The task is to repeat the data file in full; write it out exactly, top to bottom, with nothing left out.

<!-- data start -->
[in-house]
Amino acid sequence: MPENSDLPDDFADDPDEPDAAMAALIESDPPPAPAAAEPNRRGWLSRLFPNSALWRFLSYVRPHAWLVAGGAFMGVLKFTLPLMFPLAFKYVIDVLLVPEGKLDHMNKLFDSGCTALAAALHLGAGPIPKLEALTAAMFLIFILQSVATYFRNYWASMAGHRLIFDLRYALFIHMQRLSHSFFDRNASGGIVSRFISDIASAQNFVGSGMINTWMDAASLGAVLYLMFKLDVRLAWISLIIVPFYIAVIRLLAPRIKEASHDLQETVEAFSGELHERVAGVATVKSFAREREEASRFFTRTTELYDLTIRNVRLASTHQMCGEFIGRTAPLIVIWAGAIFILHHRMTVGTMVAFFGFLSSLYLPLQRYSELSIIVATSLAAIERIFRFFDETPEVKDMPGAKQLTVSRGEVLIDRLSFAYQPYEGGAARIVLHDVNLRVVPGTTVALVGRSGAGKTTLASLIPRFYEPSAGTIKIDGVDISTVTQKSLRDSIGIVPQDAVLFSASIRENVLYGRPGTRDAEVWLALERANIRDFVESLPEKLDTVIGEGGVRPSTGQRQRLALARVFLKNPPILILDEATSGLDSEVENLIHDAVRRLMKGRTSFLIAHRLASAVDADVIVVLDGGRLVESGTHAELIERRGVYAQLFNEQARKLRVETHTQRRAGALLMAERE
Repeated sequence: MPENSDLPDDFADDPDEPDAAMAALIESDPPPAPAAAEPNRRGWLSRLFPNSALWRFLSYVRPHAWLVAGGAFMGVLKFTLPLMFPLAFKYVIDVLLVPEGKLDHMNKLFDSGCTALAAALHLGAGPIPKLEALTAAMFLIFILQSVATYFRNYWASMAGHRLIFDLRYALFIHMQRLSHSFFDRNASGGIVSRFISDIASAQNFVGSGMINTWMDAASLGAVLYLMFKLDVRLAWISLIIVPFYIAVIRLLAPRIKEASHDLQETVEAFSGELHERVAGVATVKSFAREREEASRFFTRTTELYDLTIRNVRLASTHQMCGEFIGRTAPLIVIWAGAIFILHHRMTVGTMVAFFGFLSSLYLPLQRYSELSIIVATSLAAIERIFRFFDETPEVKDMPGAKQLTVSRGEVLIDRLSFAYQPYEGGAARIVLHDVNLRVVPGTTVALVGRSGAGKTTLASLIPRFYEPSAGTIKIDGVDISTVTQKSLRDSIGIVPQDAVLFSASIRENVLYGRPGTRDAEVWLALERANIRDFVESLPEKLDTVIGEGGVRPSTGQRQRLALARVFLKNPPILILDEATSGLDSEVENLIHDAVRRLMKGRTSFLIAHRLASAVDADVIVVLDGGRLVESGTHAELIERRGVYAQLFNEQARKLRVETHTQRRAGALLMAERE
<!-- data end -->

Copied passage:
[in-house]
Amino acid sequence: MPENSDLPDDFADDPDEPDAAMAALIESDPPPAPAAAEPNRRGWLSRLFPNSALWRFLSYVRPHAWLVAGGAFMGVLKFTLPLMFPLAFKYVIDVLLVPEGKLDHMNKLFDSGCTALAAALHLGAGPIPKLEALTAAMFLIFILQSVATYFRNYWASMAGHRLIFDLRYALFIHMQRLSHSFFDRNASGGIVSRFISDIASAQNFVGSGMINTWMDAASLGAVLYLMFKLDVRLAWISLIIVPFYIAVIRLLAPRIKEASHDLQETVEAFSGELHERVAGVATVKSFAREREEASRFFTRTTELYDLTIRNVRLASTHQMCGEFIGRTAPLIVIWAGAIFILHHRMTVGTMVAFFGFLSSLYLPLQRYSELSIIVATSLAAIERIFRFFDETPEVKDMPGAKQLTVSRGEVLIDRLSFAYQPYEGGAARIVLHDVNLRVVPGTTVALVGRSGAGKTTLASLIPRFYEPSAGTIKIDGVDISTVTQKSLRDSIGIVPQDAVLFSASIRENVLYGRPGTRDAEVWLALERANIRDFVESLPEKLDTVIGEGGVRPSTGQRQRLALARVFLKNPPILILDEATSGLDSEVENLIHDAVRRLMKGRTSFLIAHRLASAVDADVIVVLDGGRLVESGTHAELIERRGVYAQLFNEQARKLRVETHTQRRAGALLMAERE
Repeated sequence: MPENSDLPDDFADDPDEPDAAMAALIESDPPPAPAAAEPNRRGWLSRLFPNSALWRFLSYVRPHAWLVAGGAFMGVLKFTLPLMFPLAFKYVIDVLLVPEGKLDHMNKLFDSGCTALAAALHLGAGPIPKLEALTAAMFLIFILQSVATYFRNYWASMAGHRLIFDLRYALFIHMQRLSHSFFDRNASGGIVSRFISDIASAQNFVGSGMINTWMDAASLGAVLYLMFKLDVRLAWISLIIVPFYIAVIRLLAPRIKEASHDLQETVEAFSGELHERVAGVATVKSFAREREEASRFFTRTTELYDLTIRNVRLASTHQMCGEFIGRTAPLIVIWAGAIFILHHRMTVGTMVAFFGFLSSLYLPLQRYSELSIIVATSLAAIERIFRFFDETPEVKDMPGAKQLTVSRGEVLIDRLSFAYQPYEGGAARIVLHDVNLRVVPGTTVALVGRSGAGKTTLASLIPRFYEPSAGTIKIDGVDISTVTQKSLRDSIGIVPQDAVLFSASIRENVLYGRPGTRDAEVWLALERANIRDFVESLPEKLDTVIGEGGVRPSTGQRQRLALARVFLKNPPILILDEATSGLDSEVENLIHDAVRRLMKGRTSFLIAHRLASAVDADVIVVLDGGRLVESGTHAELIERRGVYAQLFNEQARKLRVETHTQRRAGALLMAERE